Traits associated with brace root characters implicate light and hormonal signaling pathways [abstract]
Moss, Murray A.
Davis, Georgia L.
University of Missouri-Columbia. Office of Undergraduate Research
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Maize brace roots provide the plant with access to water and nutrients in the soil, increase stability, and improve lodging resistance. The goal of this study is to connect brace root traits to traits linked to developmental and hormonal pathways, and light perception by multiple regression and correlation analysis. Two replications of twenty-seven diverse lines of maize were planted and measured for light perception traits, maturity and phase transition traits, in the summer of 2007. Forward selection and backwards elimination multiple regression and correlation analysis were performed in SAS. A significance threshold of 0.05 for entry or elimination was used in the multiple regression analysis. Model R-squared values had a range of 0.47 to 0.64. The variables significant for the number of nodes with brace roots and the number of brace roots at node one were related to the growth hormone gibberellic acid (GA) such as average internode length and juvenile and transition leaf number. Soil node diameter and ear height were also linked to root traits and are under the genetic control of the light response regulators phytochromes B1 and B2. A proposed model showing how GA and light perception affect plant development is reported. This research was funded by the Undergraduate Mentoring in Environmental Biology and The Life Science Mission Enhancement programs.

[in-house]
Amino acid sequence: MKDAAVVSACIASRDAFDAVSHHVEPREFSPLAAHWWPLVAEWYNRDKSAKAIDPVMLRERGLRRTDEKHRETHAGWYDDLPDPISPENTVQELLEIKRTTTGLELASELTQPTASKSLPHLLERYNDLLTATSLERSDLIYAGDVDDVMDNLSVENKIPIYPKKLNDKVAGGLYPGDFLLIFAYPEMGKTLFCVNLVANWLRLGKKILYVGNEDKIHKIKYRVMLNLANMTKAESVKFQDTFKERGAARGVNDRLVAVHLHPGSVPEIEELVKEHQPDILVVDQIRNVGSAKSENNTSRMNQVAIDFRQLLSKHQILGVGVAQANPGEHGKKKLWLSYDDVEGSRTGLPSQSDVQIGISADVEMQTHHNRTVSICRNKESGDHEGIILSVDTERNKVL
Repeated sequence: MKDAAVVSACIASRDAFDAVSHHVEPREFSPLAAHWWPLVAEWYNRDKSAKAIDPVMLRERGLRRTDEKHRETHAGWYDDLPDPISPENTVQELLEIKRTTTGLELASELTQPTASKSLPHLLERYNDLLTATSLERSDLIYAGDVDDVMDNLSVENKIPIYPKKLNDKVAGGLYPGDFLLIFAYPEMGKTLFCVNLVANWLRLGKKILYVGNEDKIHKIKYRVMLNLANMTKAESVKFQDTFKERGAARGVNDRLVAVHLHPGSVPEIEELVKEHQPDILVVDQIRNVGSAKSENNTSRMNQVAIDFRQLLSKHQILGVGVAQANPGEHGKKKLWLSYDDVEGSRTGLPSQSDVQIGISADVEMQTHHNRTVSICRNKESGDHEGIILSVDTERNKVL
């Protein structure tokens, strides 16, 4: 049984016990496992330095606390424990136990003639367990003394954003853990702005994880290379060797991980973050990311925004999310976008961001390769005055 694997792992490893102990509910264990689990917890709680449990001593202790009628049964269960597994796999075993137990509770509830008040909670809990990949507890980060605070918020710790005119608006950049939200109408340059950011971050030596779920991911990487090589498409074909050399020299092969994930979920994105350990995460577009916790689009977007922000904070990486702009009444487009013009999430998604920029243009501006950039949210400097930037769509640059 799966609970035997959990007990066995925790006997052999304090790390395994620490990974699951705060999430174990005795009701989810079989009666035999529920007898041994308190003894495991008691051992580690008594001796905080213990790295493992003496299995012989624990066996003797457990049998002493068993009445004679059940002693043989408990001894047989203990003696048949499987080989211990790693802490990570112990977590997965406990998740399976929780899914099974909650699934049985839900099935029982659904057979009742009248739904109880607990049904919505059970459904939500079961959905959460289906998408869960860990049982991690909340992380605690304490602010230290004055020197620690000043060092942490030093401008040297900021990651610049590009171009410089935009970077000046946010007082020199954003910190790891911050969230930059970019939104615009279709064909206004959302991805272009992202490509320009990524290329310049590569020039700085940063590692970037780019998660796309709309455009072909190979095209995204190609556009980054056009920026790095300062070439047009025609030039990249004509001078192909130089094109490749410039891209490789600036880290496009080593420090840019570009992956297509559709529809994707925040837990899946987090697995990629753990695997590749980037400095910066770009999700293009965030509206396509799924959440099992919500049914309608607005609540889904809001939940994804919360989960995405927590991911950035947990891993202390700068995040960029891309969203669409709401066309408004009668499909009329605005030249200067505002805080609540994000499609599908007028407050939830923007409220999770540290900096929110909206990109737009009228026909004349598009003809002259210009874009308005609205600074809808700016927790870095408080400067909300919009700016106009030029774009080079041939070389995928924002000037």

2008 Undergraduate Research and Creative Achievements Forum (MU)